Because entering into a franchise is investing in a very real, very serious relationship, you want to make sure that you're on the road to establishing a healthy franchisor/franchisee relationship.
In an ideal franchisor/franchisee relationship, each party holds up its end of the bargain via active communication, mutual respect and common goals. As in a marriage, contracts are a necessary evil: if you have to refer back to the contract, you know your relationship has gone awry. So as to avoid pulling out the agreement, both franchisor and franchisee need to understand and honor the roles given them by the franchise agreement.
This relationship is greatly facilitated by the franchisor and the franchisee sharing a vision, maintaining professionalism, support, training and open communication. The majority of franchisor/franchisee relationships fail as a result of either the franchisee misunderstanding the franchising model or the franchisor failing to set expectations.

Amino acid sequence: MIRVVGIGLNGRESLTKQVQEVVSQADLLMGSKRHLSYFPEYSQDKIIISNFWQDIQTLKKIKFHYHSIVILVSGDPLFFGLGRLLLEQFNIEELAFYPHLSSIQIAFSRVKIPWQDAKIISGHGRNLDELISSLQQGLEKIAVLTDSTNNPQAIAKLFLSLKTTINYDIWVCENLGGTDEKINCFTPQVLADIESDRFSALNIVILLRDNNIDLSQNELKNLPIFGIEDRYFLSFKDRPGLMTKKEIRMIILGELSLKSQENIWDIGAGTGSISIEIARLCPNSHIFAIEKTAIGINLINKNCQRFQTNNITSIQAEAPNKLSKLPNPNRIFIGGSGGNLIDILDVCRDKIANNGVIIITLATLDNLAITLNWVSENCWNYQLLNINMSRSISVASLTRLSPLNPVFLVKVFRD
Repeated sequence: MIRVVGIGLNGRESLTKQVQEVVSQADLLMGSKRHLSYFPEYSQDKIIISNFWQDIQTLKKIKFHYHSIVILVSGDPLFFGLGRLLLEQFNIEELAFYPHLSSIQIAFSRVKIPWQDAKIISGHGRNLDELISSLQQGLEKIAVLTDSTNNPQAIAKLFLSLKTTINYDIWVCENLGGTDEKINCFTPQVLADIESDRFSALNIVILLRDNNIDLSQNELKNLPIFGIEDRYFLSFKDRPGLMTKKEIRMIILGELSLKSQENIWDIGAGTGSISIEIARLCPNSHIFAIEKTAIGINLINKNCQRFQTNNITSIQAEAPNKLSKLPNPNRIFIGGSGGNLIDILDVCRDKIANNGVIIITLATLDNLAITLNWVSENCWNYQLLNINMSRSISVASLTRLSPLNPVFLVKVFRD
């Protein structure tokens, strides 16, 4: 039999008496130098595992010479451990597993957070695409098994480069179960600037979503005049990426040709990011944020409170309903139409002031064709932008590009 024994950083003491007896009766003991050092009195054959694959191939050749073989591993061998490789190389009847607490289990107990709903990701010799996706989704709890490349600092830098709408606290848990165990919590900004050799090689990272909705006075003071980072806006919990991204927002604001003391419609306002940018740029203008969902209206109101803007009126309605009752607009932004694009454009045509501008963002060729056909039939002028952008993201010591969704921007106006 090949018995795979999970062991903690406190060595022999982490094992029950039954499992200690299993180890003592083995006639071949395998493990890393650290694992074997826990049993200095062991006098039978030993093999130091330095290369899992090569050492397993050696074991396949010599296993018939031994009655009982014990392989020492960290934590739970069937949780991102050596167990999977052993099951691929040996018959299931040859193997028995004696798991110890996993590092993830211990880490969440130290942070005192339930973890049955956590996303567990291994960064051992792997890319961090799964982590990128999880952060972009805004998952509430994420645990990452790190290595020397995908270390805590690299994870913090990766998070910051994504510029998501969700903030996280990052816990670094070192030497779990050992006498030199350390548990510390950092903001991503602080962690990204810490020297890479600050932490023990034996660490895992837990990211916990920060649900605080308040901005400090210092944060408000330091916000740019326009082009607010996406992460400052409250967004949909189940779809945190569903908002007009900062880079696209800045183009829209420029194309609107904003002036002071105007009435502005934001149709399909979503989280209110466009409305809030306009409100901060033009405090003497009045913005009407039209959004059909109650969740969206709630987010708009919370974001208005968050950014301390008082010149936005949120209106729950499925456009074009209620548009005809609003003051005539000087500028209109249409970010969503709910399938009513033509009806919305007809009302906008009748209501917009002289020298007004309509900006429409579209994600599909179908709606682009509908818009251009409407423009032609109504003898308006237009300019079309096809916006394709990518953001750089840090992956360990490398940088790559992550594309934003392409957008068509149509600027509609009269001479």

One of the more common mistakes is that franchisees tend to view their positions as entrepreneurial, and, while franchising does provide the opportunity for business ownership, that ownership is under the confines of an established brand name and hence under existing operating standards. Franchisees should not expect to have the creative autonomy to make changes to how business is conducted. Occasionally franchisors mistakenly view franchisees as customers rather than as partners with a common goal – namely, brand loyalty.
To avoid these kinds of pitfalls, franchisees and franchisors should ask the right questions to each other at the outset. For instance, franchisors should ask franchisees about their desire and ability to conform to the franchisor's business model/operating system, and franchisees should review the franchisor's finances and business plan as well as discuss satisfaction levels with current and former franchisees.
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